I see a lot of the problem as failed journalism. The moderate voice isn’t as interesting or dramatic. That voice tends to analyze problems and weighs both sides and it is drowned out because it’s not dramatic and that just doesn’t hook or interest most people. then again, I’m quite cynical. I believe 60 Minutes featured a segment about the lack of moderates in congress within the last year or so. Thanks for the article and link.

    1. Thanks for talking about your own experience. It’s pretty much the same for me and I find it crosses the political spectrum. I agree with your points; I also think it has to do with the inability of most people to think. Conversation isn’t about the exchange of ideas but rather the narcissistic display of one’s opinions, along with a demand for agreement.

  7. “It’s pretty much the same for me and I find it crosses the political spectrum. I agree with your points; I also think it has to do with the inability of most people to think. Conversation isn’t about the exchange of ideas but rather the narcissistic display of one’s opinions, along with a demand for agreement.”

    I agree wholeheartedly and feel and see the same and especially about the inability of most people to think. This has been a long-held observation that I’ve mainly kept to myself. Most people don’t want lively intelligent debate or nuanced conversation and few seem capable of it. Most it would seem are mere showboats expecting others to hold up a mirror and make appreciative noises at them. So I usually don’t share such observations with others except with a friend who feels the same. I actually sent my friend the link to your article and website and we discussed it. He’s very politically active, passionate about his beliefs, aggressive and outspoken. His being outspoken about his positions has made him a target by the opposition which use the law (or should I say misuse the law) in an attempt to bully him into silence by threatening him with hefty financial consequences and those people are liberals. He is involved in the legal battles of others who are being victimized by this system and it is all due to the misuse of power. They purportedly do not like his political views as they are in direct opposition to theirs, but they actively seek to discredit him and silence the opposition by misrepresenting his words. It’s a smear campaign only I feel that they are misusing the law. They treat him like the enemy and seek to destroy him and he naturally would view them as the enemy as well. It’s a long story and difficult to summarize.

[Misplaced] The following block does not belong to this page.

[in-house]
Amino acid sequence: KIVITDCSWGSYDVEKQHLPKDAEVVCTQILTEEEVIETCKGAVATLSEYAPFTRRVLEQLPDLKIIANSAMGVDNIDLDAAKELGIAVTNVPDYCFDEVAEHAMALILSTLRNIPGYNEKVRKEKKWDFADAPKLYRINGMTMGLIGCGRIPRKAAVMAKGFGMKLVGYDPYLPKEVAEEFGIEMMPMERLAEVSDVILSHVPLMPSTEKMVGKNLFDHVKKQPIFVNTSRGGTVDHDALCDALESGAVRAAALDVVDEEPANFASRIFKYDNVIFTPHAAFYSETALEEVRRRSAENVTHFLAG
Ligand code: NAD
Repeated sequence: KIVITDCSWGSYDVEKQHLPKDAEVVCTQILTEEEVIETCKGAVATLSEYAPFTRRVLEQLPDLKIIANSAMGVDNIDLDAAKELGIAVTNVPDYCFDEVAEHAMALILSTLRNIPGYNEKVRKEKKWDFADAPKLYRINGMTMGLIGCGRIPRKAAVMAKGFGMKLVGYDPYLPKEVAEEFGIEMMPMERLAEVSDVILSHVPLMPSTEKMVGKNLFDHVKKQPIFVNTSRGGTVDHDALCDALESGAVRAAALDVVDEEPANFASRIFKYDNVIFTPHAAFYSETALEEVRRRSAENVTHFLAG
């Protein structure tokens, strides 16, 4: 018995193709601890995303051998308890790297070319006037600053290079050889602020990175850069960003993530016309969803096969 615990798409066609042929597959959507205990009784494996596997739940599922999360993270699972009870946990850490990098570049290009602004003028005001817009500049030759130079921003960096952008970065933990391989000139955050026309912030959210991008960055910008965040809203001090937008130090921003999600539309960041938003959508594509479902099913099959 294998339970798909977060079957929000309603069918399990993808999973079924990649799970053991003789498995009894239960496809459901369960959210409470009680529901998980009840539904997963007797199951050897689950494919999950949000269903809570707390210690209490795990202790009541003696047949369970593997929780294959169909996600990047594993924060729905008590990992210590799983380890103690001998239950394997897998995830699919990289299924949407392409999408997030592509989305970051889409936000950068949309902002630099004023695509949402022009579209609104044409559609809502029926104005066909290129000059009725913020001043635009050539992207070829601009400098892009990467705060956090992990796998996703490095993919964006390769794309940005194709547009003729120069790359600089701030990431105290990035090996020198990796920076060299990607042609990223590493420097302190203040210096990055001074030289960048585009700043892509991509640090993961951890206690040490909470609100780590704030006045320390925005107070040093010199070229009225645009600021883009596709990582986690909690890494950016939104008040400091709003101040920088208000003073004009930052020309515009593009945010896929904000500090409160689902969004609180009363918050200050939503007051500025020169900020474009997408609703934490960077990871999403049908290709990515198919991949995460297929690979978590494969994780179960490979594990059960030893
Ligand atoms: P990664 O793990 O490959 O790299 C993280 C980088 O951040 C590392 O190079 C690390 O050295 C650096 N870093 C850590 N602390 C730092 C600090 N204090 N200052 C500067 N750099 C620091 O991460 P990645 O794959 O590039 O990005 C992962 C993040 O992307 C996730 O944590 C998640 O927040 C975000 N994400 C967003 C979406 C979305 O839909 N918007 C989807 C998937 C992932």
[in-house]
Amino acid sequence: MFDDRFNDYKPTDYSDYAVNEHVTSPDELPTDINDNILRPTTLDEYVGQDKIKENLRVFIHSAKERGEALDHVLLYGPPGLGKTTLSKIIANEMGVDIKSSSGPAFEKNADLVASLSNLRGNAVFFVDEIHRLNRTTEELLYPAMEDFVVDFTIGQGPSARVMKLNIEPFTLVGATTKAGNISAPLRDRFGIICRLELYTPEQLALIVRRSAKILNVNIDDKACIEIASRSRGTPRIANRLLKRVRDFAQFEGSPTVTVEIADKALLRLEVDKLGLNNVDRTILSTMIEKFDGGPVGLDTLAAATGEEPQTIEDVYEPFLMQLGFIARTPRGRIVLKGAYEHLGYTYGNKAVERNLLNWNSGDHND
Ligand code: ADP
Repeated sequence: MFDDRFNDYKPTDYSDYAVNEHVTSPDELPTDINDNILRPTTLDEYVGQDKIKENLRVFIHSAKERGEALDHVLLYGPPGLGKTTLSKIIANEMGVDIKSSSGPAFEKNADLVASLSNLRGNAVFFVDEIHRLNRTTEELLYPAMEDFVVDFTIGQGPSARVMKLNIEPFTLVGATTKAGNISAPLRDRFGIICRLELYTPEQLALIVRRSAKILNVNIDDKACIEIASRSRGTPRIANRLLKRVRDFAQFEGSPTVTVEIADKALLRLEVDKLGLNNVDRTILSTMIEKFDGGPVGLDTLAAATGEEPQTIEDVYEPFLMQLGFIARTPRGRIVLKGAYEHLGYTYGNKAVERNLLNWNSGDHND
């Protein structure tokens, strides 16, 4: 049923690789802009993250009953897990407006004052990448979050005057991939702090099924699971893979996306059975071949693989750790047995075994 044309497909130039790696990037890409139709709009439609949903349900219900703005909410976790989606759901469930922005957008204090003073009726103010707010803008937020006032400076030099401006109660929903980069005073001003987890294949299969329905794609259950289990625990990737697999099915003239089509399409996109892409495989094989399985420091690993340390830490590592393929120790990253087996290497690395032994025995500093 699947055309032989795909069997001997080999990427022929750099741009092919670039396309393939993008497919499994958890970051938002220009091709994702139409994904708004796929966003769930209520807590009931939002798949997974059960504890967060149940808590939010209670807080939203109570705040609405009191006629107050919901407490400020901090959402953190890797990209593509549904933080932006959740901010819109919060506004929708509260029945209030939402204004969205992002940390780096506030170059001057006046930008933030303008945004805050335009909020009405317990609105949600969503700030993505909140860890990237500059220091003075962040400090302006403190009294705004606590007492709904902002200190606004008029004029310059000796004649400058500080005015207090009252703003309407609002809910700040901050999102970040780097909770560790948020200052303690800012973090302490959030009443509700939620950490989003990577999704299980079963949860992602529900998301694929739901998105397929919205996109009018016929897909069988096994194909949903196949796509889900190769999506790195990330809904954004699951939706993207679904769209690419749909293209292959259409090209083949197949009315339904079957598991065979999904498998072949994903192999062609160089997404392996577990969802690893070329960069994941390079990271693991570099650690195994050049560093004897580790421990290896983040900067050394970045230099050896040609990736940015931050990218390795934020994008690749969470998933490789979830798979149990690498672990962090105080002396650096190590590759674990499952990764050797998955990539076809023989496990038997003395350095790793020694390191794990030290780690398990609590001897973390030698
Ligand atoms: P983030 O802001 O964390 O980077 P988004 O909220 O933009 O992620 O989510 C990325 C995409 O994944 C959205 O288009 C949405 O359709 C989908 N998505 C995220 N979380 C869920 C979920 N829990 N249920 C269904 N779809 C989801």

Anyway, I do agree as sadly I see very little evidence of critical thinking or rational thought. Humans are born free, yet everywhere they are in chains limited by their muddled thinking. The greatest freedom we have is the freedom of thought. Followers cannot be freethinkers. Only sheep need follow. My friend and I call these types the mindless grazing herd. In our private passionate discourses on the matter–politics, life and humanity we’ve puzzled about the state of humanity and that is the question for the ages isn’t–why the mindless grazing herd, which is humanity, acts so mindlessly. It is most irritating…the idiotic herd!

    Well, I’ve appreciated your attempt to provide a missing link and add to the conversation with your article. It is always a pleasure to read your insightful articles. Thank you for your splendid blog.

    1. Sorry for the delay in posting your comment and my reply. The problem with thinking is that it’s actually quite difficult to do. It means tolerating uncertainty, bearing the fact that the world is complex and that there are no easy answers. Most humans find that very hard to do, and it’s why simplistic political slogans are so effective. So much easier to believe that “government is that problem” than to have a discussion about the appropriate boundaries for government — what can private enterprise do better, and what are the social tasks that private enterprise can’t accomplish? I’m sure you know what I mean.

      The other problem is that people often confuse a feeling with a reasoned opinion. I know many liberals who believe that their views on government spending are correct because they feel so much compassion for poor people. They genuinely do, but that’s not the same as having a reasoned discussion about how best to help the poor. I could go on and on! I’m afraid I have few really good discussions about politics, which is sad because I enjoy them so much when it’s thoughtful and productive.

Leave a comment

Your email address will not be published. Required fields are marked *